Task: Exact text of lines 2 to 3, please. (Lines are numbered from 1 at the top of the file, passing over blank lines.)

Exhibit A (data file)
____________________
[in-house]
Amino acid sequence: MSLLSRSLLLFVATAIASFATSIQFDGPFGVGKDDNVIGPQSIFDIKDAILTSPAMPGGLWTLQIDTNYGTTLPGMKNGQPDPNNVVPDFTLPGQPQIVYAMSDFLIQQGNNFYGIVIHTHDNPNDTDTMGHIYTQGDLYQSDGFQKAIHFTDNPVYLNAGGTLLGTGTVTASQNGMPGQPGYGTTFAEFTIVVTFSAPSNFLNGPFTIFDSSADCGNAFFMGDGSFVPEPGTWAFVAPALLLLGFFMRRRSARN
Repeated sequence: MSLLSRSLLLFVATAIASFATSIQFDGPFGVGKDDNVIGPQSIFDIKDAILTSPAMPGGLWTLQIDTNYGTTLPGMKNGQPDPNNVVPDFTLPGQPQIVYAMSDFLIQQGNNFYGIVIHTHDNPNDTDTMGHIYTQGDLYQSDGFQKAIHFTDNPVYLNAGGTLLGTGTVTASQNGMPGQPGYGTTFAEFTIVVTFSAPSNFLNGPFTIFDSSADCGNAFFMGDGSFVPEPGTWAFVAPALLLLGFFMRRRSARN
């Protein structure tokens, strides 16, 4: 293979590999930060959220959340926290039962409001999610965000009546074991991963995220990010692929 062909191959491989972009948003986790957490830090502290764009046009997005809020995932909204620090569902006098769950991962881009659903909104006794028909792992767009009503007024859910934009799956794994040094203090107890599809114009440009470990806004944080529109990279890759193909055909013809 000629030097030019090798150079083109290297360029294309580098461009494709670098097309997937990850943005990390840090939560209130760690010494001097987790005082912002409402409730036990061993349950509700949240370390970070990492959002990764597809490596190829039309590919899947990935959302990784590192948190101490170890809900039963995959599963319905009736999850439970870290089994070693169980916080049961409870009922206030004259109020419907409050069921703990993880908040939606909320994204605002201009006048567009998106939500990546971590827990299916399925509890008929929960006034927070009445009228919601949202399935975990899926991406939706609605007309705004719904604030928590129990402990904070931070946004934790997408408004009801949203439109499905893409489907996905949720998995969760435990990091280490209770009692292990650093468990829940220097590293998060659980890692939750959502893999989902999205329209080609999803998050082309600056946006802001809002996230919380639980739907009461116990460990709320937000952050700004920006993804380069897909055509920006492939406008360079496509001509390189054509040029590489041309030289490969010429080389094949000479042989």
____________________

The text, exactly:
Amino acid sequence: MSLLSRSLLLFVATAIASFATSIQFDGPFGVGKDDNVIGPQSIFDIKDAILTSPAMPGGLWTLQIDTNYGTTLPGMKNGQPDPNNVVPDFTLPGQPQIVYAMSDFLIQQGNNFYGIVIHTHDNPNDTDTMGHIYTQGDLYQSDGFQKAIHFTDNPVYLNAGGTLLGTGTVTASQNGMPGQPGYGTTFAEFTIVVTFSAPSNFLNGPFTIFDSSADCGNAFFMGDGSFVPEPGTWAFVAPALLLLGFFMRRRSARN
Repeated sequence: MSLLSRSLLLFVATAIASFATSIQFDGPFGVGKDDNVIGPQSIFDIKDAILTSPAMPGGLWTLQIDTNYGTTLPGMKNGQPDPNNVVPDFTLPGQPQIVYAMSDFLIQQGNNFYGIVIHTHDNPNDTDTMGHIYTQGDLYQSDGFQKAIHFTDNPVYLNAGGTLLGTGTVTASQNGMPGQPGYGTTFAEFTIVVTFSAPSNFLNGPFTIFDSSADCGNAFFMGDGSFVPEPGTWAFVAPALLLLGFFMRRRSARN